Can we raise a mortgage on a property in my mum's name, so that we can purchase a Buy To Let?

Posted on 3 June 2013 by Irfan

Myself and my wife currently live with my mother in a property that is mortgage free, valued around £320k. This property is in my mothers name. We want to raise money against this property in order to buy another property in mine and my wifes name which we will rent out. The idea being that we use rental income from the new property to cover the mortgage on my mothers existing property and we gain an asset. Is this a good idea and how feasible is it?


Purchasing an investment property is perfectly feasible and for many people a very good idea. However in your current circumstances as your mother owns the property in her sole name, you wouldn't be able to raise a mortgage in your names. You would either raise the mortgage in your mother's name, subject to her being able to meet the lenders affordability, or she could do a 'transfer of equity' which would entail adding both yourself and your wife onto the title deeds and raising a mortgage on the property in all three names. You would would be able to purchase the investment property in both yours & your wife's name. Also as the funds raised wouldn't have been for the direct benefit of your mother, as she isn't to be a party to the new property, she would have to take independent legal advice as part of the process.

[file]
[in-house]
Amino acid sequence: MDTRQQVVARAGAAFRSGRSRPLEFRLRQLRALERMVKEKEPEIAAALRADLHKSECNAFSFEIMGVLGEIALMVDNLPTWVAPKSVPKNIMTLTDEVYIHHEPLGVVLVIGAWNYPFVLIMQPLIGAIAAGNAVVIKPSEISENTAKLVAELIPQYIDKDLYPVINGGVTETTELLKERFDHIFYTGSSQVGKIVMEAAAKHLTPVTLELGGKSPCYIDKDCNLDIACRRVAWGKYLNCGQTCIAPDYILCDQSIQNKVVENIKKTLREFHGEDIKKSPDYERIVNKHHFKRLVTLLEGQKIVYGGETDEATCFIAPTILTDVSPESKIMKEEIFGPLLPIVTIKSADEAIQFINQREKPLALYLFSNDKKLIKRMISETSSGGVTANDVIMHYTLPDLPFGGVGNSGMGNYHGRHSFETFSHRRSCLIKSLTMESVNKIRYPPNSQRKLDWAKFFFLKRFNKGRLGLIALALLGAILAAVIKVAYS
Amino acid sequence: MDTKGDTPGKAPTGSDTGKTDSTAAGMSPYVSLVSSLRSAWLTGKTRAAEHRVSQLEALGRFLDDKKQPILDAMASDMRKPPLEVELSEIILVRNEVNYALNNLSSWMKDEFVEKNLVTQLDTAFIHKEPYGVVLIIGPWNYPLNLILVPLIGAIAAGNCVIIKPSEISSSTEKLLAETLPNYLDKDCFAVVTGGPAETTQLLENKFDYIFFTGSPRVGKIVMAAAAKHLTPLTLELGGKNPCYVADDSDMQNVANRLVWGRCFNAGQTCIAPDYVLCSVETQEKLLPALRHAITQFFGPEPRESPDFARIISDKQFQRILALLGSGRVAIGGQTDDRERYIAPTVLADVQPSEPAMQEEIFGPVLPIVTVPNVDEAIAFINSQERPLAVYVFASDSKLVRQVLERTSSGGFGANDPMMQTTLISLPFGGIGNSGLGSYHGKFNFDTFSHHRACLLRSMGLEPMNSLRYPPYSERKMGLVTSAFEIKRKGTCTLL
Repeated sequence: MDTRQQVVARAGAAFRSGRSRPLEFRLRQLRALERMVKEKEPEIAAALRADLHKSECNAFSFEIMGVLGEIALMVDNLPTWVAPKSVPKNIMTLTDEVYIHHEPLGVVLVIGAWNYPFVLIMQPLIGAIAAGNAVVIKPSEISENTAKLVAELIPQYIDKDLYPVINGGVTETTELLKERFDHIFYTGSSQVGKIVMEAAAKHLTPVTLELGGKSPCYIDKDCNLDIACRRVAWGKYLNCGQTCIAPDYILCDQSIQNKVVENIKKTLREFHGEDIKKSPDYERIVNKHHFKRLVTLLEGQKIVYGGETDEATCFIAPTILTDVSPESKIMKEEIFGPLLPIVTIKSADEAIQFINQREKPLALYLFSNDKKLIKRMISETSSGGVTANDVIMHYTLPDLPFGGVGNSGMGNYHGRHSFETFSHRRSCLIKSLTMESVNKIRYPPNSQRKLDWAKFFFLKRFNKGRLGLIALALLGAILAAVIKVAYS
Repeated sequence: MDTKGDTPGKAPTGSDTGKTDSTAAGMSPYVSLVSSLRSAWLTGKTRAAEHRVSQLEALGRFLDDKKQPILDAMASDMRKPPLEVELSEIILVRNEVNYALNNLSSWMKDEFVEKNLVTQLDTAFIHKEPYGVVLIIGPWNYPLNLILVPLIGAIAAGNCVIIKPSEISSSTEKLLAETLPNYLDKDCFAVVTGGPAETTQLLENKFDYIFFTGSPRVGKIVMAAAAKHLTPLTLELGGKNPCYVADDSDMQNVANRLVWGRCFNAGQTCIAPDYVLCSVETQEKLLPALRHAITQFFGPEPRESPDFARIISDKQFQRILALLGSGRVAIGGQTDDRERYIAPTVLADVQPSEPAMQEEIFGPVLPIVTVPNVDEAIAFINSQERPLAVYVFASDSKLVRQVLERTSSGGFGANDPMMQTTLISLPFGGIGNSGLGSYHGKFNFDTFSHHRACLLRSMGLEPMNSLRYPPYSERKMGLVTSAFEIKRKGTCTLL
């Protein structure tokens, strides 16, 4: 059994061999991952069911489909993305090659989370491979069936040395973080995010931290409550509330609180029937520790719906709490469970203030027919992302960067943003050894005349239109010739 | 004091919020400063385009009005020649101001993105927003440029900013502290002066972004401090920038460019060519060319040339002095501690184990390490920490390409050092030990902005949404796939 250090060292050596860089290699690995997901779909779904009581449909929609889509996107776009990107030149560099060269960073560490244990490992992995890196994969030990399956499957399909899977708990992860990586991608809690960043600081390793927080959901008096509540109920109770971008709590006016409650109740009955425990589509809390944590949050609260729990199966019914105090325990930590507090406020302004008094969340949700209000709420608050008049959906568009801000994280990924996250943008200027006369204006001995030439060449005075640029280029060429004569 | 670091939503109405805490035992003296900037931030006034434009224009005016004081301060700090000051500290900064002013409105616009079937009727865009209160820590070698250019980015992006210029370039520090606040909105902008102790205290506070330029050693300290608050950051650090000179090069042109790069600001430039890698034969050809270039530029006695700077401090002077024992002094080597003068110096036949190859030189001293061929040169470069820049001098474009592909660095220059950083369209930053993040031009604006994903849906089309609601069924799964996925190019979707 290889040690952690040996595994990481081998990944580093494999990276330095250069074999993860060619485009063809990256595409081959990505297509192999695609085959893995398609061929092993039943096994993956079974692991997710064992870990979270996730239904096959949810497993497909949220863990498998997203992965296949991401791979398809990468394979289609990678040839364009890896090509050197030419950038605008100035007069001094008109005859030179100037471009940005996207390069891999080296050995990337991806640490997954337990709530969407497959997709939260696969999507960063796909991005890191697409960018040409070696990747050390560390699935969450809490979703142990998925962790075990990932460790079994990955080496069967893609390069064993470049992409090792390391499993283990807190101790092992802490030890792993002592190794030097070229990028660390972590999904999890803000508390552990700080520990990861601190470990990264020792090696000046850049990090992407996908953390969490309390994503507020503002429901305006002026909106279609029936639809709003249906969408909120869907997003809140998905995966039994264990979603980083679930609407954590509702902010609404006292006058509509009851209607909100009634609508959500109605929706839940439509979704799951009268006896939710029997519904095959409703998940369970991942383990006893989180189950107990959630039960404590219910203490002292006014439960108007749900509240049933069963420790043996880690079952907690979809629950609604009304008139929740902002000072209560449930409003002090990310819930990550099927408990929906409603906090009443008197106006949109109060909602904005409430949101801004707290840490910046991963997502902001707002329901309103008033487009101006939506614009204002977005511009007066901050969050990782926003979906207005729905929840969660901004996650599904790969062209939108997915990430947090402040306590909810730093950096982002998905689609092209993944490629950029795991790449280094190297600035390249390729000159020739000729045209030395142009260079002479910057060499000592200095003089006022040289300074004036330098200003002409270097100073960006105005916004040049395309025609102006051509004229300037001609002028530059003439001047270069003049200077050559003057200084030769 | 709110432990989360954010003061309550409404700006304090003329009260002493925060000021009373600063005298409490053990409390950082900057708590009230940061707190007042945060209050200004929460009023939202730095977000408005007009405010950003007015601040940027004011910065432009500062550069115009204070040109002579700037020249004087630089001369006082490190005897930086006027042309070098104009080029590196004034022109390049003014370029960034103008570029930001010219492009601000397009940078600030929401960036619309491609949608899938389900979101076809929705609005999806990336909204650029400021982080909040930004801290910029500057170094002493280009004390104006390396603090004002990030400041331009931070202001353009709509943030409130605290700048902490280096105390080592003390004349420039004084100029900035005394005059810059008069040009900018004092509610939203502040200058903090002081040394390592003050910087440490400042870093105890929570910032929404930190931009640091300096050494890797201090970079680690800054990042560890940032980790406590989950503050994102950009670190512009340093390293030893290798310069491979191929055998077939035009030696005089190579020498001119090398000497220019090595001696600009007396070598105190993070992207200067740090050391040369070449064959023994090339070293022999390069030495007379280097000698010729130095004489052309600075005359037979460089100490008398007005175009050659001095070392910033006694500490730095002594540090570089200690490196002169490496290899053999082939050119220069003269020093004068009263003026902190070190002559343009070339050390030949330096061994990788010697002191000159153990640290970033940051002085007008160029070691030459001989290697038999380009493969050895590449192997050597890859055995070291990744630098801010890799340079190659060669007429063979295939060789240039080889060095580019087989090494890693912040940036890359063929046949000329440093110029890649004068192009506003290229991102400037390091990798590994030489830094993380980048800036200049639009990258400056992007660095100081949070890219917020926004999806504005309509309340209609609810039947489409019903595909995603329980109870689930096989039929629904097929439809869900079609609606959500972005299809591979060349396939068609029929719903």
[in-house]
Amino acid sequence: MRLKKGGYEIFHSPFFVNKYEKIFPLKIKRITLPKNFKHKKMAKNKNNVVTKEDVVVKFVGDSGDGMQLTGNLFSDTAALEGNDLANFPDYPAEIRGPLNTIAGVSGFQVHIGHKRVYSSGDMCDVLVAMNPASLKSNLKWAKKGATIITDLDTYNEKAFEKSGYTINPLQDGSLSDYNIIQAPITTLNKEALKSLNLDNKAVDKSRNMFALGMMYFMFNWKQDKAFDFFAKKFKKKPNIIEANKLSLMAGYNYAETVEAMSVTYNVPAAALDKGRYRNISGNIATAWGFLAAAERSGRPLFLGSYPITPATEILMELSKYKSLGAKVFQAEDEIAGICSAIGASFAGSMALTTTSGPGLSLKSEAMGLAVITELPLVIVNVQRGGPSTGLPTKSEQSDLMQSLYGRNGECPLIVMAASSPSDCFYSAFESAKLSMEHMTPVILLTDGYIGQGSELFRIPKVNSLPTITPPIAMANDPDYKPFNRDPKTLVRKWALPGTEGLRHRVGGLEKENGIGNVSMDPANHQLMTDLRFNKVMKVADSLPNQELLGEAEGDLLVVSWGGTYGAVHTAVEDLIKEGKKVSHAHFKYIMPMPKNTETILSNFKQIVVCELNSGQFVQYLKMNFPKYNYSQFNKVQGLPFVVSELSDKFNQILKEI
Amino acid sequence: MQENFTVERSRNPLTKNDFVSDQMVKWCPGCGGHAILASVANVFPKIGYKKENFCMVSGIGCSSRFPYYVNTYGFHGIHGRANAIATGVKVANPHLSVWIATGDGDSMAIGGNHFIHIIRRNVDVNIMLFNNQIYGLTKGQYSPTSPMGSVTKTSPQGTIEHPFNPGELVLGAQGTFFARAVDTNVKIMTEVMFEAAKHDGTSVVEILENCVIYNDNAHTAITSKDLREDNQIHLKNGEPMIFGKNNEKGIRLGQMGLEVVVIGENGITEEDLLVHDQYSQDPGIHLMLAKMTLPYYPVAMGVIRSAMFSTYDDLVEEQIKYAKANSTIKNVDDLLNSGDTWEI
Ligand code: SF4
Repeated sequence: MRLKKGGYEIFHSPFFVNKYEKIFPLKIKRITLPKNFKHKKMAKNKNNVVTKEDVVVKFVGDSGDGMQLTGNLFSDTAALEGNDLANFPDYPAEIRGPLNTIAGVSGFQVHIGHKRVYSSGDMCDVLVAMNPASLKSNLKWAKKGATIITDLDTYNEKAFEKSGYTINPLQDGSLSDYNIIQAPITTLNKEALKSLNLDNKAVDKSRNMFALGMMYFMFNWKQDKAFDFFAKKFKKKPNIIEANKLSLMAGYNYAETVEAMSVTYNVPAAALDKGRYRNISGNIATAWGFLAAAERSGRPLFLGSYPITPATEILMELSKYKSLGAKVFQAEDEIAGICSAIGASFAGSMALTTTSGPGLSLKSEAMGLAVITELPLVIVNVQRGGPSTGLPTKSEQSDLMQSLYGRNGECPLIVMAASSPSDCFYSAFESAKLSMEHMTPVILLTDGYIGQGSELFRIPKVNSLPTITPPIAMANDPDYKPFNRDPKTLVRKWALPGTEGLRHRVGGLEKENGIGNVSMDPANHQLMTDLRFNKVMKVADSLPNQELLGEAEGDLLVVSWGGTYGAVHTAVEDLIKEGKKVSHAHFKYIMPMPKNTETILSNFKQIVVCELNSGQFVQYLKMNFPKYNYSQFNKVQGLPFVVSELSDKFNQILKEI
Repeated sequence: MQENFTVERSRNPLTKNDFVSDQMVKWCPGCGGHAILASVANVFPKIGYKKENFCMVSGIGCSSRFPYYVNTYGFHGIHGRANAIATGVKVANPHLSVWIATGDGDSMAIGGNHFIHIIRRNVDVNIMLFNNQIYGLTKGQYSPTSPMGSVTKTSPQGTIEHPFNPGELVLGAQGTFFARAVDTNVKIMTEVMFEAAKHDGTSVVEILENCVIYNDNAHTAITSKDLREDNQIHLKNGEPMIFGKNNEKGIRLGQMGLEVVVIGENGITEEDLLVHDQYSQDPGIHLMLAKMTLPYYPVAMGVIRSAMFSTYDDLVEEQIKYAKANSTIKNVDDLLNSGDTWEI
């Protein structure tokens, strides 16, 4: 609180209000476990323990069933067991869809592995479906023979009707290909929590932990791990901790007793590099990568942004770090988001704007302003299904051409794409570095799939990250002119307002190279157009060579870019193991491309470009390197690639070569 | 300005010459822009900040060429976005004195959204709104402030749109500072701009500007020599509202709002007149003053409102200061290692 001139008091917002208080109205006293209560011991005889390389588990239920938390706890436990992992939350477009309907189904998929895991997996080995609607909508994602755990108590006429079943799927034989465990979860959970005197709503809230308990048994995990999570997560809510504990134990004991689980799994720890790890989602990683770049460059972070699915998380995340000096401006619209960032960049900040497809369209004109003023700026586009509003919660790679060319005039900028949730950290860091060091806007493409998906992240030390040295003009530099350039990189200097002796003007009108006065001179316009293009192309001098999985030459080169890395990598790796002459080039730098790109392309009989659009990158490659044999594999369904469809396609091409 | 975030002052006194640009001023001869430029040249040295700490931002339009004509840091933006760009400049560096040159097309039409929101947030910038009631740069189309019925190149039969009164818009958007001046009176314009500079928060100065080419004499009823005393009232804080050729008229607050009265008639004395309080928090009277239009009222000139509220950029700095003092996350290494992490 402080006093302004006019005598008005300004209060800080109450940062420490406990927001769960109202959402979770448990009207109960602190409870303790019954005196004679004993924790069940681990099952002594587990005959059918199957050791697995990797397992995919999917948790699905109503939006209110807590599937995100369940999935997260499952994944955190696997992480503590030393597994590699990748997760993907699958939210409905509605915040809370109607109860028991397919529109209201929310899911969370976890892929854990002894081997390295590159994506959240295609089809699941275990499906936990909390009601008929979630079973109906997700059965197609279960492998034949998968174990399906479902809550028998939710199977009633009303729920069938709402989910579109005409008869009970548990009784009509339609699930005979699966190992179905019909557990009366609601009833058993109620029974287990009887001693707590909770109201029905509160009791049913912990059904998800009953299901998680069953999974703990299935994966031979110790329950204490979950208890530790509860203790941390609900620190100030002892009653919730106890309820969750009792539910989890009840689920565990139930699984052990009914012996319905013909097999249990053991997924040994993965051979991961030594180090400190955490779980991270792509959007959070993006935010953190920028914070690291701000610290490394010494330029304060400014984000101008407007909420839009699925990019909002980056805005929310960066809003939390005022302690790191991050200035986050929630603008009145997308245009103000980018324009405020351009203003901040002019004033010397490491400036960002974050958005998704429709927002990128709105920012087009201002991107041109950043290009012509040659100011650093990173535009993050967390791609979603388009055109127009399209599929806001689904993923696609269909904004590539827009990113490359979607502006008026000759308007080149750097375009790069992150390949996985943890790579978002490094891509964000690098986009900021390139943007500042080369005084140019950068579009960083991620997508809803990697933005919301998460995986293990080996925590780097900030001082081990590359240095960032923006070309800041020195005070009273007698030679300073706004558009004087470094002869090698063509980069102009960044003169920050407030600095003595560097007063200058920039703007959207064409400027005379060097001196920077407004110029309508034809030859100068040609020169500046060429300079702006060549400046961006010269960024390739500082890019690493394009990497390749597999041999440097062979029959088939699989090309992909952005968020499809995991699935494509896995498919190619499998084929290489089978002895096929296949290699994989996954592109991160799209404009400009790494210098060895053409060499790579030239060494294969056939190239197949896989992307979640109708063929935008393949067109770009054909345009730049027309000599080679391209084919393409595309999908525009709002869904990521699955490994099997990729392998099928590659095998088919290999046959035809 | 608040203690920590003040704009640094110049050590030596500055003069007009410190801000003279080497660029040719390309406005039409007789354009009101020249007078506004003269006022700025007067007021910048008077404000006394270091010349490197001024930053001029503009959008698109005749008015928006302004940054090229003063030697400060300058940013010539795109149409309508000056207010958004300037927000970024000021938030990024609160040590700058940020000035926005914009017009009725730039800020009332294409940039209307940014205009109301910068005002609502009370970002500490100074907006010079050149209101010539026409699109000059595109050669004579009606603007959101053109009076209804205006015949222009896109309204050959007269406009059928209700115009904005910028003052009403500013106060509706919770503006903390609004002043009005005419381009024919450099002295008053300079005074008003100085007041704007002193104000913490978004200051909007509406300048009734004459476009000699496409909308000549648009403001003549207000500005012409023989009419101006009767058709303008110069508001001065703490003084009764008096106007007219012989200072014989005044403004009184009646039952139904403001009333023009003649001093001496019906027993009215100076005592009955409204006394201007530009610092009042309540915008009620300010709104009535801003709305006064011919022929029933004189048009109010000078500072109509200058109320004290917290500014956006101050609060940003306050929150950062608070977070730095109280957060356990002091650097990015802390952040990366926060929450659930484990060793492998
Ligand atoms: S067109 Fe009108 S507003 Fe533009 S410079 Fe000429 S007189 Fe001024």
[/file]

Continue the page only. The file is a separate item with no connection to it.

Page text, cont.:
If you'd like to discuss this matter in more detail, then please let me know and I'll arrange a convenient time for you to talk to one of our consultants.



More than mortgages, talk to me about:
Financial Protection | Investments | Personal and Corporate Pensions | Home Insurance
General Insurance | Valuations | Conveyancing | Wills | Home finders

Answers provided in response to Ask the experts are based on the information provided and do not constitute advice under the Financial Services & Markets Act. They reflect the personal views of the authors and do not necessarily represent the views, positions, strategies or opinions of John Charcol. All comments are made in good faith, and John Charcol will not accept liability for them.

We recommend you seek professional advice with regard to any of these topics where appropriate.

You are currently offline. Some pages or content may fail to load.